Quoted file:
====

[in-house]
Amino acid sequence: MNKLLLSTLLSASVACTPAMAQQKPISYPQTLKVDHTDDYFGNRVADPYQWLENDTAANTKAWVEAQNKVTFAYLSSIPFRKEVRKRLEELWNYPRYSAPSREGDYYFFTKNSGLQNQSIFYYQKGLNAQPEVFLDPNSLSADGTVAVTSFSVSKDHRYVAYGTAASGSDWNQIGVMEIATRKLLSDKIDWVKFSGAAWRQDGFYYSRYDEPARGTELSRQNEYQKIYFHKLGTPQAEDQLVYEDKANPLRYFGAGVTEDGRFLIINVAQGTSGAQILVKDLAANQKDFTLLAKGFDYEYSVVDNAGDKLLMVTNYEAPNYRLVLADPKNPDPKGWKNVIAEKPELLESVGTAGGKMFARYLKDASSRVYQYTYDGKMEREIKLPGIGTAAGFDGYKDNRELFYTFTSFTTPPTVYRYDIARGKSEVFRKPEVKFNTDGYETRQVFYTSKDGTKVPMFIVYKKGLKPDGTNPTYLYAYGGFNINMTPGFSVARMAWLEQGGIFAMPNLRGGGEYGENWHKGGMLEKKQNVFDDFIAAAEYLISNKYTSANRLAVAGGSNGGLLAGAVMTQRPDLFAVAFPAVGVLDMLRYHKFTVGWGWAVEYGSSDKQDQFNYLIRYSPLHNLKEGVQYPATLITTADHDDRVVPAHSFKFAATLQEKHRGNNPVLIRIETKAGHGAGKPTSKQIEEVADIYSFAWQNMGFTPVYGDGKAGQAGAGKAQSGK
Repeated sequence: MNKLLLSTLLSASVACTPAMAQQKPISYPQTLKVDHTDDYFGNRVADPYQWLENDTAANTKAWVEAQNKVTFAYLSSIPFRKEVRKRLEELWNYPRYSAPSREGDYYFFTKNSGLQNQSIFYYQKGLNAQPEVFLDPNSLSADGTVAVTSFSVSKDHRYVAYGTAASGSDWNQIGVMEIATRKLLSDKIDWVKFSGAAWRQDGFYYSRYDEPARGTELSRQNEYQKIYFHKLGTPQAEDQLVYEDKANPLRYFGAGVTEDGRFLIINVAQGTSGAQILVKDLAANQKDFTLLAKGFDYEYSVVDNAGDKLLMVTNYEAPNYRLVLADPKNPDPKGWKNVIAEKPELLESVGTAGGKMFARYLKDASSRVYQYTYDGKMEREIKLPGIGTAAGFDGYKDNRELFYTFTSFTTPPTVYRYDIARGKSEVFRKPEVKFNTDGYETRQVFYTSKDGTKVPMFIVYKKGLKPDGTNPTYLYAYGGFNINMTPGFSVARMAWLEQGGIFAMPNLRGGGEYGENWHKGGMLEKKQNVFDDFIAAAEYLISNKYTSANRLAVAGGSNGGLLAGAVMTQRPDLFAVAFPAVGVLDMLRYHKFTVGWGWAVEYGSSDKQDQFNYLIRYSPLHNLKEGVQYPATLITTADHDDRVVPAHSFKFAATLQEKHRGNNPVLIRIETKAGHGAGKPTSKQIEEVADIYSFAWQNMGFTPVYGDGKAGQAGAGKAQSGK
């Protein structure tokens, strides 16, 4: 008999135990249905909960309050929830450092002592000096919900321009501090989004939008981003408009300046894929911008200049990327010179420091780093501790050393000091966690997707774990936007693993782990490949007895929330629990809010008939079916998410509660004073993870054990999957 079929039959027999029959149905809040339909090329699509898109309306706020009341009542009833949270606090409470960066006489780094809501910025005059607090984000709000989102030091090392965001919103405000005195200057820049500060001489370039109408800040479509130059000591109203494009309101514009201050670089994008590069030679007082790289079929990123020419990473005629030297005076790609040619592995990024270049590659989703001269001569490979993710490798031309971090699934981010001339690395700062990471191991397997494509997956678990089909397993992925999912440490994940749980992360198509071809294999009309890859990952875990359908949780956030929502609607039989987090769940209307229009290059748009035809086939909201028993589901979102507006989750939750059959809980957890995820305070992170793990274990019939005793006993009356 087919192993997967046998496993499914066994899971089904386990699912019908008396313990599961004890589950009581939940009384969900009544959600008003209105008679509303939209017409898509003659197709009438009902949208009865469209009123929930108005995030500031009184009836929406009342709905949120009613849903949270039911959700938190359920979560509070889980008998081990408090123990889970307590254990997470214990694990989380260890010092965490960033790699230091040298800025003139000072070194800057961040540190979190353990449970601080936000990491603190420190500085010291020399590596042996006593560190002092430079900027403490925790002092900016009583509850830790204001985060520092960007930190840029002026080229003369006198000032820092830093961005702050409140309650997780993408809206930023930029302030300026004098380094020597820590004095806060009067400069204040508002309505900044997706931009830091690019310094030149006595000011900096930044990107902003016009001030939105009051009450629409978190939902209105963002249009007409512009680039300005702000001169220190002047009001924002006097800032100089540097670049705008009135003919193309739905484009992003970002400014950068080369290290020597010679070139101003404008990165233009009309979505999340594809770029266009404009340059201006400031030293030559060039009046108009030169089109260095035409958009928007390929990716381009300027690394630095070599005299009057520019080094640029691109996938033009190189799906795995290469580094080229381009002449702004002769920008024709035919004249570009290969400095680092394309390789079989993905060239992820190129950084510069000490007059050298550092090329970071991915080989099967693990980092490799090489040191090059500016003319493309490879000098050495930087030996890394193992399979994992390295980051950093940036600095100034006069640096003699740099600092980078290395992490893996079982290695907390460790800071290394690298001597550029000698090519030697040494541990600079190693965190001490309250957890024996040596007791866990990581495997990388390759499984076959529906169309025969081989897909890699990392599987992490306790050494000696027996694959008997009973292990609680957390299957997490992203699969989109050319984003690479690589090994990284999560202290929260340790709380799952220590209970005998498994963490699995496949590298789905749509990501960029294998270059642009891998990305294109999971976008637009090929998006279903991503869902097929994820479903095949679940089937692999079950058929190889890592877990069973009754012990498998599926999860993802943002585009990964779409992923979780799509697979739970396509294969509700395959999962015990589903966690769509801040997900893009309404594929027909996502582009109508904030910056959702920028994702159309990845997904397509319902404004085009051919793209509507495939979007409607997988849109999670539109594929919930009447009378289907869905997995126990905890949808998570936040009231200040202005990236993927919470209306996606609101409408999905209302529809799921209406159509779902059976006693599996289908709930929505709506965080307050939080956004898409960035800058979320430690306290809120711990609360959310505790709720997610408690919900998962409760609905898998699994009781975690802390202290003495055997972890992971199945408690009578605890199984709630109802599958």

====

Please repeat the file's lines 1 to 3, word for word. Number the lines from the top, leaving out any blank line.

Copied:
[in-house]
Amino acid sequence: MNKLLLSTLLSASVACTPAMAQQKPISYPQTLKVDHTDDYFGNRVADPYQWLENDTAANTKAWVEAQNKVTFAYLSSIPFRKEVRKRLEELWNYPRYSAPSREGDYYFFTKNSGLQNQSIFYYQKGLNAQPEVFLDPNSLSADGTVAVTSFSVSKDHRYVAYGTAASGSDWNQIGVMEIATRKLLSDKIDWVKFSGAAWRQDGFYYSRYDEPARGTELSRQNEYQKIYFHKLGTPQAEDQLVYEDKANPLRYFGAGVTEDGRFLIINVAQGTSGAQILVKDLAANQKDFTLLAKGFDYEYSVVDNAGDKLLMVTNYEAPNYRLVLADPKNPDPKGWKNVIAEKPELLESVGTAGGKMFARYLKDASSRVYQYTYDGKMEREIKLPGIGTAAGFDGYKDNRELFYTFTSFTTPPTVYRYDIARGKSEVFRKPEVKFNTDGYETRQVFYTSKDGTKVPMFIVYKKGLKPDGTNPTYLYAYGGFNINMTPGFSVARMAWLEQGGIFAMPNLRGGGEYGENWHKGGMLEKKQNVFDDFIAAAEYLISNKYTSANRLAVAGGSNGGLLAGAVMTQRPDLFAVAFPAVGVLDMLRYHKFTVGWGWAVEYGSSDKQDQFNYLIRYSPLHNLKEGVQYPATLITTADHDDRVVPAHSFKFAATLQEKHRGNNPVLIRIETKAGHGAGKPTSKQIEEVADIYSFAWQNMGFTPVYGDGKAGQAGAGKAQSGK
Repeated sequence: MNKLLLSTLLSASVACTPAMAQQKPISYPQTLKVDHTDDYFGNRVADPYQWLENDTAANTKAWVEAQNKVTFAYLSSIPFRKEVRKRLEELWNYPRYSAPSREGDYYFFTKNSGLQNQSIFYYQKGLNAQPEVFLDPNSLSADGTVAVTSFSVSKDHRYVAYGTAASGSDWNQIGVMEIATRKLLSDKIDWVKFSGAAWRQDGFYYSRYDEPARGTELSRQNEYQKIYFHKLGTPQAEDQLVYEDKANPLRYFGAGVTEDGRFLIINVAQGTSGAQILVKDLAANQKDFTLLAKGFDYEYSVVDNAGDKLLMVTNYEAPNYRLVLADPKNPDPKGWKNVIAEKPELLESVGTAGGKMFARYLKDASSRVYQYTYDGKMEREIKLPGIGTAAGFDGYKDNRELFYTFTSFTTPPTVYRYDIARGKSEVFRKPEVKFNTDGYETRQVFYTSKDGTKVPMFIVYKKGLKPDGTNPTYLYAYGGFNINMTPGFSVARMAWLEQGGIFAMPNLRGGGEYGENWHKGGMLEKKQNVFDDFIAAAEYLISNKYTSANRLAVAGGSNGGLLAGAVMTQRPDLFAVAFPAVGVLDMLRYHKFTVGWGWAVEYGSSDKQDQFNYLIRYSPLHNLKEGVQYPATLITTADHDDRVVPAHSFKFAATLQEKHRGNNPVLIRIETKAGHGAGKPTSKQIEEVADIYSFAWQNMGFTPVYGDGKAGQAGAGKAQSGK